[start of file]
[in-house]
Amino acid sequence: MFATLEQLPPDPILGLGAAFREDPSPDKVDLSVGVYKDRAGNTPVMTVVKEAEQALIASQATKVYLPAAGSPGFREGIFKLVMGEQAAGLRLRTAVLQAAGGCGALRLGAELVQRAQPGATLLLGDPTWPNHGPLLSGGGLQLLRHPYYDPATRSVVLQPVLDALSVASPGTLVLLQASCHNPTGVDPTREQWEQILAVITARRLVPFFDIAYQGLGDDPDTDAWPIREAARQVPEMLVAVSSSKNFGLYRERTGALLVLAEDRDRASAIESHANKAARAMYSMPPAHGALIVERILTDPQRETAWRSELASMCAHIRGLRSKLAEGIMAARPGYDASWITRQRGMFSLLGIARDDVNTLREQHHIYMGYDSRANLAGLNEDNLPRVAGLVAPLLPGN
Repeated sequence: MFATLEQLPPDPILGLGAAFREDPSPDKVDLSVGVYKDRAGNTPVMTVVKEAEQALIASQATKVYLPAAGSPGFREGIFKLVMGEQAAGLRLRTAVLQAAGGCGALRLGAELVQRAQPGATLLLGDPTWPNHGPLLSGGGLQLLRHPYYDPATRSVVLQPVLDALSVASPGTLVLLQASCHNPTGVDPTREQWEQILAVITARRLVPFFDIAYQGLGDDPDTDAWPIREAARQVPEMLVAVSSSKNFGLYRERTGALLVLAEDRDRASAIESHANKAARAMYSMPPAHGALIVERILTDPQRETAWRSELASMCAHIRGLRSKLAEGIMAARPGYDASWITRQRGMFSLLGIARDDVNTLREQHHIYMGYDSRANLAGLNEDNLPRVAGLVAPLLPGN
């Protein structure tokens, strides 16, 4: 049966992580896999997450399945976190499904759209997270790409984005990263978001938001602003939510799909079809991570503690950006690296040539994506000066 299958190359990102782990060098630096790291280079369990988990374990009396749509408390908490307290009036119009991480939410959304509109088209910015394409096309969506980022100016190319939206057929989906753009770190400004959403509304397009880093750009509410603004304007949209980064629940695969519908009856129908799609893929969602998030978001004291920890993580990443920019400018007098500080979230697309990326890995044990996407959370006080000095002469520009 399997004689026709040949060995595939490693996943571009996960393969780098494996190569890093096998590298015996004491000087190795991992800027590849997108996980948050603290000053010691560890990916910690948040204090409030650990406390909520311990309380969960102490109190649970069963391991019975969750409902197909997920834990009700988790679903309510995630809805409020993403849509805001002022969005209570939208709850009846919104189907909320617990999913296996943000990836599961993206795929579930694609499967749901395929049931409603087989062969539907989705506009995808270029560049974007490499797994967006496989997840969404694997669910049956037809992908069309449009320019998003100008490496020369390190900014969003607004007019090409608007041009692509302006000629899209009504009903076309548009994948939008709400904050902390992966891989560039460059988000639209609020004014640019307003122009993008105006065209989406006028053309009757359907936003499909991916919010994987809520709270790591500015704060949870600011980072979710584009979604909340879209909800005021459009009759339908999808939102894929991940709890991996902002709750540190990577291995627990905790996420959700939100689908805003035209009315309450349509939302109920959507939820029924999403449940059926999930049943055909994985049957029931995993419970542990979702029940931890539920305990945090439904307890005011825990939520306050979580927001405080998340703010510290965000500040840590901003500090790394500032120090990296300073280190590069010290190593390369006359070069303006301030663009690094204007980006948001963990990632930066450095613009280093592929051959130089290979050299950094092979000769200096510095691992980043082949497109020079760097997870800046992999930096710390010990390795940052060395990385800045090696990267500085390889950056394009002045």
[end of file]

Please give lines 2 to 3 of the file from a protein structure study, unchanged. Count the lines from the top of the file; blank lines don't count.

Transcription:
Amino acid sequence: MFATLEQLPPDPILGLGAAFREDPSPDKVDLSVGVYKDRAGNTPVMTVVKEAEQALIASQATKVYLPAAGSPGFREGIFKLVMGEQAAGLRLRTAVLQAAGGCGALRLGAELVQRAQPGATLLLGDPTWPNHGPLLSGGGLQLLRHPYYDPATRSVVLQPVLDALSVASPGTLVLLQASCHNPTGVDPTREQWEQILAVITARRLVPFFDIAYQGLGDDPDTDAWPIREAARQVPEMLVAVSSSKNFGLYRERTGALLVLAEDRDRASAIESHANKAARAMYSMPPAHGALIVERILTDPQRETAWRSELASMCAHIRGLRSKLAEGIMAARPGYDASWITRQRGMFSLLGIARDDVNTLREQHHIYMGYDSRANLAGLNEDNLPRVAGLVAPLLPGN
Repeated sequence: MFATLEQLPPDPILGLGAAFREDPSPDKVDLSVGVYKDRAGNTPVMTVVKEAEQALIASQATKVYLPAAGSPGFREGIFKLVMGEQAAGLRLRTAVLQAAGGCGALRLGAELVQRAQPGATLLLGDPTWPNHGPLLSGGGLQLLRHPYYDPATRSVVLQPVLDALSVASPGTLVLLQASCHNPTGVDPTREQWEQILAVITARRLVPFFDIAYQGLGDDPDTDAWPIREAARQVPEMLVAVSSSKNFGLYRERTGALLVLAEDRDRASAIESHANKAARAMYSMPPAHGALIVERILTDPQRETAWRSELASMCAHIRGLRSKLAEGIMAARPGYDASWITRQRGMFSLLGIARDDVNTLREQHHIYMGYDSRANLAGLNEDNLPRVAGLVAPLLPGN